- The Washington Times - Sunday, October 28, 2001

Until Shaun Hill had that pass picked off near the end of the first half the one that was returned for the tying score I really thought Maryland might keep the dream alive at Florida State.

So Ralph Friedgen's Terrapins have one more mountain to climb the Seminoles at College Park next season. They'll get there, folks.

With those sunglasses and that big floppy hat, Bobby Bowden looks like the Man With No Eyes in "Cool Hand Luke."

In case you're wondering, part one: The second-place finisher in the ACC is slated to go to the Gator Bowl (to face the No. 2 team from the Big East). The third-place team is penciled in for the Peach Bowl (against a Southeastern Conference opponent), and the fourth-place team figures to play in the Jeep Seattle Bowl (vs. an also-ran from the Pac-10).
Maryland vs. Virginia Tech (or Syracuse) in the Gator. Not a bad consolation prize. (That is, if the Terps don't wind up in one of the BCS bowls.)

The Redskins square off against the Giants today at FedEx Field, and the big question on everybody's mind, of course, is: Did Angie Harmon make the trip?

In case you were wondering, part two: Terry Metcalf and new Redskin Eric Metcalf are the third father-son duo to play for the club. Preceding them were Frank Walton (1944-45) and Joe Walton (1957-60) and the two Joe Krakoskis Joe A. (1961) and Joe J. (1986).

Joe Walton, by the way, is now happily ensconced at Robert Morris College, leading the Division III Colonials to football glory. He's been the coach there for eight seasons, longer than his tenure with the New York Jets (1983-89).

Does anyone seriously doubt that Barry Sanders could gain 100 yards tomorrow if he decided to come back?

News item: The WBC strips Australian super middleweight Anthony Mundine of his ranking for making "absurd" comments about the Sept. 11 terrorist attacks (e.g. the United States has only itself to blame).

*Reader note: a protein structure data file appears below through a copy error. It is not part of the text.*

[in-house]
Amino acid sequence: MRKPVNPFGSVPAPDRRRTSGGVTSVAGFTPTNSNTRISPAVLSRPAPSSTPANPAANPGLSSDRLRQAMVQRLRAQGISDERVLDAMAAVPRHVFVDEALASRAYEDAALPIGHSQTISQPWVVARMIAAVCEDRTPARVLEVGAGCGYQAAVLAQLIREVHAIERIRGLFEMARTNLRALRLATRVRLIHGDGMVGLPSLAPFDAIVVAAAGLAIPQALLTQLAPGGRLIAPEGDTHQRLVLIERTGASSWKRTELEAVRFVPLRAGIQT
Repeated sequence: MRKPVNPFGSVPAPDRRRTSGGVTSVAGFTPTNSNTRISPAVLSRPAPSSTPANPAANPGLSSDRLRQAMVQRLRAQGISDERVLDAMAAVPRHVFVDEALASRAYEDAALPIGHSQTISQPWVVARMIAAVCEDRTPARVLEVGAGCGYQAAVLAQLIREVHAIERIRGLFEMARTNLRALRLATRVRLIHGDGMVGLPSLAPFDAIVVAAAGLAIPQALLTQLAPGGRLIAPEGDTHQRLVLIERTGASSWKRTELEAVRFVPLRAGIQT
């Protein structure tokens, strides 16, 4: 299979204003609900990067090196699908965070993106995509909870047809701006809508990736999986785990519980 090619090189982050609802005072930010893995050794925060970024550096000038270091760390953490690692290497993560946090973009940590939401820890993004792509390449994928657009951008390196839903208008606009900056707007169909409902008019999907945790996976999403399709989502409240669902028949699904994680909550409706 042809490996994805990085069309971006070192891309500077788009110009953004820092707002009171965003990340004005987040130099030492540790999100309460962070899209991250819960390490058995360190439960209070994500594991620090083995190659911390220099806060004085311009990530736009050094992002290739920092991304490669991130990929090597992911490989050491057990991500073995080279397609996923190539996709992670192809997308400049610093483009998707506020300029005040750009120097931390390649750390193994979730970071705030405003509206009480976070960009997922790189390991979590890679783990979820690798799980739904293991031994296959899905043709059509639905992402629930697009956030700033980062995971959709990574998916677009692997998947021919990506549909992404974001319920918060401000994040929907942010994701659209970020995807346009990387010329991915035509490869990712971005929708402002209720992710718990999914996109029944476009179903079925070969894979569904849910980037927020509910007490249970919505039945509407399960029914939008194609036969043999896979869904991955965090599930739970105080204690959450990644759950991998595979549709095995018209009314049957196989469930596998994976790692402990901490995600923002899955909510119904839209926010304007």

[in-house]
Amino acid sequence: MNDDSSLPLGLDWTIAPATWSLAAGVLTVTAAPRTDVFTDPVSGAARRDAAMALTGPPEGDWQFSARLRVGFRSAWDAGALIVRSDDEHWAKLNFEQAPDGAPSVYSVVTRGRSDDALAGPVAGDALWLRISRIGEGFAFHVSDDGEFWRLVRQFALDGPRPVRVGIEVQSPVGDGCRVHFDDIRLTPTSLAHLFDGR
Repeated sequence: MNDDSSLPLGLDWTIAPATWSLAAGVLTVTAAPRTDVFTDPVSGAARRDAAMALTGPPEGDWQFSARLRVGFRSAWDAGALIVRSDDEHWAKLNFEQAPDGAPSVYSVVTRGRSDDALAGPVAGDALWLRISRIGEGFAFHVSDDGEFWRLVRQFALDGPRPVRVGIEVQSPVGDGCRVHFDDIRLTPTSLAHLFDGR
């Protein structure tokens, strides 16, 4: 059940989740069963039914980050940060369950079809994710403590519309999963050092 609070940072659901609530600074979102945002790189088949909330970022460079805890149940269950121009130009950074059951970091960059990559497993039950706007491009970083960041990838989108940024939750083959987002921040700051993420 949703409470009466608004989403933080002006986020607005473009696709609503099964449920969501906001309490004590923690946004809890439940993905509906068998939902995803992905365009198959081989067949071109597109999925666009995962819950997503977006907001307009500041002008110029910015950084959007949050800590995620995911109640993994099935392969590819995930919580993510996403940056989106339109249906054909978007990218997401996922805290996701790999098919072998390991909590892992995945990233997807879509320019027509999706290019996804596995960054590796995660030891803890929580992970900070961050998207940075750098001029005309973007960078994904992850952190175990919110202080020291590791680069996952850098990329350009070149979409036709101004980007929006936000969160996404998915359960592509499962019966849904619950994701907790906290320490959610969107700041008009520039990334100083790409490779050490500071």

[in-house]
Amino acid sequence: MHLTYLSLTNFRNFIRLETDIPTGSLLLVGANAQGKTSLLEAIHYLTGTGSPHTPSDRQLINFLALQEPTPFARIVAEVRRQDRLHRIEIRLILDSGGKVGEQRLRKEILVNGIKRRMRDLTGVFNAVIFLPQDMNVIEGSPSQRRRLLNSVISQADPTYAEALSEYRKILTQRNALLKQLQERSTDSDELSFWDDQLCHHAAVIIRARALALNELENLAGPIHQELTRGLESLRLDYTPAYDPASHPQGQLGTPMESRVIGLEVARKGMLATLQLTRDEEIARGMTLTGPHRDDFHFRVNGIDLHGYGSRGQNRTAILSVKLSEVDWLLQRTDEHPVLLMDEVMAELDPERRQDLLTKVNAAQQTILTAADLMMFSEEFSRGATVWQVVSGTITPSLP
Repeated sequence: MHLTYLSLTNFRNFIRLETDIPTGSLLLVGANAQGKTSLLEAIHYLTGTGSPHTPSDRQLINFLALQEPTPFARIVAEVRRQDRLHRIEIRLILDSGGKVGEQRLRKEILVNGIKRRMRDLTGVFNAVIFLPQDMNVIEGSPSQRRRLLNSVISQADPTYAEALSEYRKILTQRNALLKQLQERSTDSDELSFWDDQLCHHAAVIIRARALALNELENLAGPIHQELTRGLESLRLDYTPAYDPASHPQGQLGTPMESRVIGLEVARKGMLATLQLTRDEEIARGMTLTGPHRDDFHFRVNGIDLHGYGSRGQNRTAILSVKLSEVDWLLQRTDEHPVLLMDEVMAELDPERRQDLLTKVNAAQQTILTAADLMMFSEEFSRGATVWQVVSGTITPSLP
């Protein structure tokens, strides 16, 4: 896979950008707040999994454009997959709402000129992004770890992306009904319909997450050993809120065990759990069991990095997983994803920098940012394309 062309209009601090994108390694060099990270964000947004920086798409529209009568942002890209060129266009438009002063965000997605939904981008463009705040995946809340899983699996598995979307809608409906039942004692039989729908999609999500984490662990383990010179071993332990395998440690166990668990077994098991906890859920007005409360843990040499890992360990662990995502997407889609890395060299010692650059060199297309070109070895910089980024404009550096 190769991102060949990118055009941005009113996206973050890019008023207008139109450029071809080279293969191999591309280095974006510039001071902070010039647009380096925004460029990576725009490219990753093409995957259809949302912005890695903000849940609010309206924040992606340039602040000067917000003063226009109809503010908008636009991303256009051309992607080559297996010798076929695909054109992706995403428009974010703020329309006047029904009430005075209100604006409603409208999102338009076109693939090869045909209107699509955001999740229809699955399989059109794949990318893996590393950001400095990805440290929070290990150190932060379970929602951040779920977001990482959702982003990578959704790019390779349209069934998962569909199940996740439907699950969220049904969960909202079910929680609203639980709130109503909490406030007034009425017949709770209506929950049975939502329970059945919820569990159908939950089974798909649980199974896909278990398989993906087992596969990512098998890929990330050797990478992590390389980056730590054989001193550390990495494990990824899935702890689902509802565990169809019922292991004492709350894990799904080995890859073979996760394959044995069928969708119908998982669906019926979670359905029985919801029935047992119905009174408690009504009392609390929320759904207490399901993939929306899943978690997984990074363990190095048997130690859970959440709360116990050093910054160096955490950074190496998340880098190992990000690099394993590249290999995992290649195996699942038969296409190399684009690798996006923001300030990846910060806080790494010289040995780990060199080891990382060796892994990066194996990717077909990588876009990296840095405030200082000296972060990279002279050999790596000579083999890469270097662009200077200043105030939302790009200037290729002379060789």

Comment: If sports are going to start punishing athletes for making "absurd" comments, we might run out of athletes.
Bonus comment: It's a good thing Mahmoud Abdul-Rauf (a k a Chris Jackson) isn't in the NBA anymore. (He's the misguided soul who wouldn't stand for the national anthem a few years back because: (a) it conflicted with his Muslim beliefs; and (b) he considered the American flag a symbol of "tyranny and oppression.")

Wish my old buddy Mo Siegel was around for this World Series. He'd probably have some great stories to tell about the time the Yankees trained in Arizona in the spring of '51, to be exact.

In fact, I can practically hear him now: "One of their owners, Del Webb, was from Phoenix," he'd rasp. "Big construction guy. Built the Flamingo Hotel in Las Vegas for Bugsy Siegel and later bought the Sahara. Those were the days when the cocktail waitresses in the casinos would keep bringing you drinks, free drinks, as long as you kept your right arm busy [translation: as long as you were gambling].
"Anyway, Webb was from out there and Casey Stengel had a house in [suburban] Glendale. So one year Del made a deal with Horace Stoneham of the Giants, and the Yankees went to Phoenix [the Giants usual spring base], and the Giants went to St. Petersburg [Fla., where the Yankees traditionally trained]. That was DiMaggio's last season, you know and Mantle's first. When Mantle connected … boy, that ball would just carry and carry in that light Arizona air …"